“They did ask some hard questions and ultimately forced people to give answers that they might not have volunteered of their own accord,” he said.
Bowles co-founded the #DignidadLiteraria movement, which has called on Oprah to “repair the harm caused to the Latinx community.” When asked by Cepeda whether she’d work with #DignidadLiteraria, Oprah avoided saying yes.
Her noncommittal response may be the kind of reply you get from a billionaire who runs a content empire, but Oprah seems overly invested in the notion that the intense criticism of American Dirt is a form of censorship, and thus appears loathe to engage with the book’s most vocal critics. Grande, however, elegantly dispelled the misconception that critics want to silence Cummins.
“I think storytellers can write any story that speaks to our heart as long as we do it with honesty, with integrity, and also do it responsibly.”
“When I read American Dirt, I never once questioned your right to tell this story,” Grande said to Cummins. “I think storytellers can write any story that speaks to our heart as long as we do it with honesty, with integrity, and also do it responsibly. I believe in freedom of expression. What I don’t believe in is these institutions that silence some voices while elevating others.”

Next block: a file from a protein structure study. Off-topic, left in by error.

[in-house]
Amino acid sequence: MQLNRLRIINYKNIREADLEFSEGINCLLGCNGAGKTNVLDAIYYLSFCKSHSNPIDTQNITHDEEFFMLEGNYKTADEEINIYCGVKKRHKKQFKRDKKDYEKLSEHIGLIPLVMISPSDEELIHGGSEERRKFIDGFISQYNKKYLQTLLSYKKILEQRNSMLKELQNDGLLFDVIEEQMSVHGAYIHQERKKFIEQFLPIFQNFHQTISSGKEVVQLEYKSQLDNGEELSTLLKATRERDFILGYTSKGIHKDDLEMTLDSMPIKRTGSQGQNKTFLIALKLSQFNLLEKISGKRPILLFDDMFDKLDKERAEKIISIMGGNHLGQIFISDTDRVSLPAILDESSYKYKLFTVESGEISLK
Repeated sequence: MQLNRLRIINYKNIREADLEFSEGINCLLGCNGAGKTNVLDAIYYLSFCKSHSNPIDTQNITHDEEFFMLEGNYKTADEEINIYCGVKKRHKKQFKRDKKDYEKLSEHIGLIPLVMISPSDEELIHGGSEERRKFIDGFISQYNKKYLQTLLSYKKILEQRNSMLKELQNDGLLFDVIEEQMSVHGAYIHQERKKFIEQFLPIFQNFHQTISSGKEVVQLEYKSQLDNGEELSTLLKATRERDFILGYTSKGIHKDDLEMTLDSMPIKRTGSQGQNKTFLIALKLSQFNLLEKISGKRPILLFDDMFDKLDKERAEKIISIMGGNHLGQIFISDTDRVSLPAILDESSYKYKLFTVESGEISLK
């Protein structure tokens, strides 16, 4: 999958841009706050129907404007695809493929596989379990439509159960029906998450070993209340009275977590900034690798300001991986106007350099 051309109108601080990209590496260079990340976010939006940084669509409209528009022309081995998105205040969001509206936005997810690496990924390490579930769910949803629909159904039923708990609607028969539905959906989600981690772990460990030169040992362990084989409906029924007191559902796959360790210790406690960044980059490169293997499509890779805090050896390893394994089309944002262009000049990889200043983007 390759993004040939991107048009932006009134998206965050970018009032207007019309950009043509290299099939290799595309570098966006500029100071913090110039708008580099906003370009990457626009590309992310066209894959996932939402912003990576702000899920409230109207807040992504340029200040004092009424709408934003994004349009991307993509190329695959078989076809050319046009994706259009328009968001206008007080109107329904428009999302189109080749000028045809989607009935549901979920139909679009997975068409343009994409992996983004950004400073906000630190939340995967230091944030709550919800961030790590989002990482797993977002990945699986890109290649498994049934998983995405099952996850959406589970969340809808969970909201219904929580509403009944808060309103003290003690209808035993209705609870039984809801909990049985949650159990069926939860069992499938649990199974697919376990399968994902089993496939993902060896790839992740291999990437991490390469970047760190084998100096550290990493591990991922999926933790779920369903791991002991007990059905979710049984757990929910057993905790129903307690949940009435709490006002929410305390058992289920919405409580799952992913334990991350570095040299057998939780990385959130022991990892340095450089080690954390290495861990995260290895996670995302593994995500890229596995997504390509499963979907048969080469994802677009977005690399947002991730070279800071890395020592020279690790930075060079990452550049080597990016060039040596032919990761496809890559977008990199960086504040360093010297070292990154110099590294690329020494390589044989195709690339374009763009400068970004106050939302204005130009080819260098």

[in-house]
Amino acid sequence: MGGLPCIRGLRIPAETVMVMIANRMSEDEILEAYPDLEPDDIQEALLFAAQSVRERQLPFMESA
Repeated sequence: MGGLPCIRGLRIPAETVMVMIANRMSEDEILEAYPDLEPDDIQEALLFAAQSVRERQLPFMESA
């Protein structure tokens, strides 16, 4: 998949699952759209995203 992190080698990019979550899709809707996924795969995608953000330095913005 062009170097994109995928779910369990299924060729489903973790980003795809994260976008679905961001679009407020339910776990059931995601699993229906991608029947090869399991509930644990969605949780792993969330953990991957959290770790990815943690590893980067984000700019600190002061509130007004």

For her part, Oprah missed a valuable opportunity to press Cummins to explain what she’s learned from this experience.
Cummins has cited years of extensive research, along with good intentions, as a defense of her artistic choices. She knew writing American Dirt from a migrant’s point of view, without any personal firsthand experience, was an extremely risky choice, and that she might fail. The reception to the novel indicates she did fail in significant ways but can’t admit it. If only Cummins — and Oprah — could understand that taking stock of and talking about that failure is not a weakness.
Instead, what we’re left with is a portrait of Cummins as a put-upon author whose lofty dreams of building a “bridge” between Mexican immigrants and the average American have been cruelly attacked. No doubt plenty of white Americans see themselves in Cummins, and wish being an ally to a marginalized group wasn’t so hard. But, as Grande points out in the episode, it’s not enough to read a book that makes you empathetic to a group of people you once viewed as the other.
“I would really like to see you transfer your concerns and your compassion for [American Dirt characters] Lydia and Luca to the real mothers who have been turned away at the border, to the real children who are locked up in cages, to the real families whose lives are in peril, to our undocumented youth in this country whose futures are at risk, and, also to hold our president accountable for all the pain and suffering that he’s been causing,” said Grande.
If Cummins did indeed build a bridge for some American Dirt readers in the audience, it wasn’t Oprah, but Grande instead, who showed them how to actually cross it.